While I can design a website if absolutely necessary, I’m not a web designer. I don’t speak computer languages and don’t know my way around the Adobe Creative Suite. I’m more of a words gal.
But there is no worse feeling than crafting some great text and seeing it stuck on a terribly designed page.
Content is king but design is queen, my friends, and your personal or business website isn’t doing anything for you without both.
You can have great content, but if the page is too busy or the font is too small or the call to action blends into the background, your content can’t reach its full potential.
My new WordPress theme crush
I’ve been using a WordPress theme called Make by Theme Foundry for every site I make (my blog, this site, Gatien’s site, Baltimore Fun Hacks…). I chose this theme because they had a free version and I wasn’t ready to invest in a blog theme at the time; I was impressed by all the customization options offered under the free theme. I could really make my blog design my own without knowing CSS.
I’ve realized this year, though, that because of the way Make was built, it’s heavy. It’s slowing down my sites.
They’ve also decided to render the theme unusable if I don’t pay them yearly, even though I never signed up for a subscription with them. So now stuff on my blog isn’t working anymore and I desperately need to replace the theme. (So yeah PS I don’t recommend using this theme.)
So I went hunting for a new theme and in the process, I discovered the Genesis Framework by Studiopress. For those unfamiliar, it’s the most commonly used WordPress framework in the world.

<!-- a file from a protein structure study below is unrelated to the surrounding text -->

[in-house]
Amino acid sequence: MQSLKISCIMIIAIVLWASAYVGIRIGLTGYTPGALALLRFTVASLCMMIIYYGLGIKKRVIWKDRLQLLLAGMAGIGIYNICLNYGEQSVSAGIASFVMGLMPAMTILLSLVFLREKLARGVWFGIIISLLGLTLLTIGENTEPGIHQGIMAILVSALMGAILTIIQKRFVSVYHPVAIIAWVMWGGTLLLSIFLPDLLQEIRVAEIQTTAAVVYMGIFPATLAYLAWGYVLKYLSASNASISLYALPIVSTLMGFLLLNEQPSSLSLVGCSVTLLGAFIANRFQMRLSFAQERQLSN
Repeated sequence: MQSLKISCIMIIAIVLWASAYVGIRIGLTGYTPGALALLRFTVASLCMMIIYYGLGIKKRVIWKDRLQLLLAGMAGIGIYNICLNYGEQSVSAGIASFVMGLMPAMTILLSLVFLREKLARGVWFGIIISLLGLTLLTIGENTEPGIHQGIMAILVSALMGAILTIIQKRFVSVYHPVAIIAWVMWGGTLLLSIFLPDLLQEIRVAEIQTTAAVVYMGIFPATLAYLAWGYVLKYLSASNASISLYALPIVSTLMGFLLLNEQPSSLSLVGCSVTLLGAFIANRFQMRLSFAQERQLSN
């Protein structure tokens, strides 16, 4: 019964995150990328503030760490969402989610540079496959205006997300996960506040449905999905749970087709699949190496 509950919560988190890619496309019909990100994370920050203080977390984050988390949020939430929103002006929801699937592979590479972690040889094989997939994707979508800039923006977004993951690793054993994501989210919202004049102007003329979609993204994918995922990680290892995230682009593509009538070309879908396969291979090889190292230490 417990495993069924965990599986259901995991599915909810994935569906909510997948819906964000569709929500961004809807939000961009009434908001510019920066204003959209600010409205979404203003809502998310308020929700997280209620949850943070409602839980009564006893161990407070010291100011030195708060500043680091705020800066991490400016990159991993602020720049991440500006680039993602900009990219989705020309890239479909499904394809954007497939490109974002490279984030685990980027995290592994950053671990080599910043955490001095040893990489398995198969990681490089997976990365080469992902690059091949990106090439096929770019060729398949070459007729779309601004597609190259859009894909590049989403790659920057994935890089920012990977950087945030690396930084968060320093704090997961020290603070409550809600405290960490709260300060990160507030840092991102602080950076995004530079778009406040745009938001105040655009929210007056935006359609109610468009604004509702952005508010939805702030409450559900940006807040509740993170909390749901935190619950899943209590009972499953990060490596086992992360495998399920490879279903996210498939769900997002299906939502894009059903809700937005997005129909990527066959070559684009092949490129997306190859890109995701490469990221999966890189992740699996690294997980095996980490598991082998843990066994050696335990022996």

What I see in Genesis
I first discovered my infatuation with Genesis child themes after looking up the theme of a few sites with site designs I loved:
The only other theme that came close in appeal for me was Divi. I mean, especially because it’s drag and drop so I could actually design and build the site without a designer who speaks code. Divi is just as speedy as Genesis… I have seen some really beautiful sites built in Divi… But here’s why I like Genesis better:
- In comparison, Divi sites feel “lighter” whereas Genesis sites have a weight – a sturdiness – them.
- The basic child themes in Genesis start out with better formatting for bloggers, whereas I think Divi formatting (by the way I’m specifically referring to the way Divi formats blog pages) makes more sense for businesses.
Will Genesis and I live happily ever after?
I NEED to change my theme. My goal is to have someone customize a Genesis child theme, but it’s hard finding the right person. Soon. Soon.